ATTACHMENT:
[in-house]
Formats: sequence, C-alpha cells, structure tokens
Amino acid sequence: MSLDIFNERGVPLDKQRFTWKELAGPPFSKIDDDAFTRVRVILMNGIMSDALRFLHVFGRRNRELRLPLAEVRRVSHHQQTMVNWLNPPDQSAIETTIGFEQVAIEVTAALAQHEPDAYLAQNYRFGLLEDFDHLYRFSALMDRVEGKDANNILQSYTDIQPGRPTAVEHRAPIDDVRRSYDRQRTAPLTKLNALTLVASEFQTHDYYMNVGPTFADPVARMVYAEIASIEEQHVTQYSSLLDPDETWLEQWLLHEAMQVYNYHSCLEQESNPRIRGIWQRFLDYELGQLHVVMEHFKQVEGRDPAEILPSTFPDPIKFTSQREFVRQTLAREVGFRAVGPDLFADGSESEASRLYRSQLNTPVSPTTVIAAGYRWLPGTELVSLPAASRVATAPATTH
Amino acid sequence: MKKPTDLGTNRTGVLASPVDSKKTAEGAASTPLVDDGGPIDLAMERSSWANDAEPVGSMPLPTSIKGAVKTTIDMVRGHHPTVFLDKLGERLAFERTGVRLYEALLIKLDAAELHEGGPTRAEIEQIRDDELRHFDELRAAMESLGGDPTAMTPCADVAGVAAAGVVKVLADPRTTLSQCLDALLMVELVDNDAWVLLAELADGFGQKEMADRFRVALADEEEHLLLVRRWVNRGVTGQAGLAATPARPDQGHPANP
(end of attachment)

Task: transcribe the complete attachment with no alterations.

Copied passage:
[in-house]
Formats: sequence, C-alpha cells, structure tokens
Amino acid sequence: MSLDIFNERGVPLDKQRFTWKELAGPPFSKIDDDAFTRVRVILMNGIMSDALRFLHVFGRRNRELRLPLAEVRRVSHHQQTMVNWLNPPDQSAIETTIGFEQVAIEVTAALAQHEPDAYLAQNYRFGLLEDFDHLYRFSALMDRVEGKDANNILQSYTDIQPGRPTAVEHRAPIDDVRRSYDRQRTAPLTKLNALTLVASEFQTHDYYMNVGPTFADPVARMVYAEIASIEEQHVTQYSSLLDPDETWLEQWLLHEAMQVYNYHSCLEQESNPRIRGIWQRFLDYELGQLHVVMEHFKQVEGRDPAEILPSTFPDPIKFTSQREFVRQTLAREVGFRAVGPDLFADGSESEASRLYRSQLNTPVSPTTVIAAGYRWLPGTELVSLPAASRVATAPATTH
Amino acid sequence: MKKPTDLGTNRTGVLASPVDSKKTAEGAASTPLVDDGGPIDLAMERSSWANDAEPVGSMPLPTSIKGAVKTTIDMVRGHHPTVFLDKLGERLAFERTGVRLYEALLIKLDAAELHEGGPTRAEIEQIRDDELRHFDELRAAMESLGGDPTAMTPCADVAGVAAAGVVKVLADPRTTLSQCLDALLMVELVDNDAWVLLAELADGFGQKEMADRFRVALADEEEHLLLVRRWVNRGVTGQAGLAATPARPDQGHPANP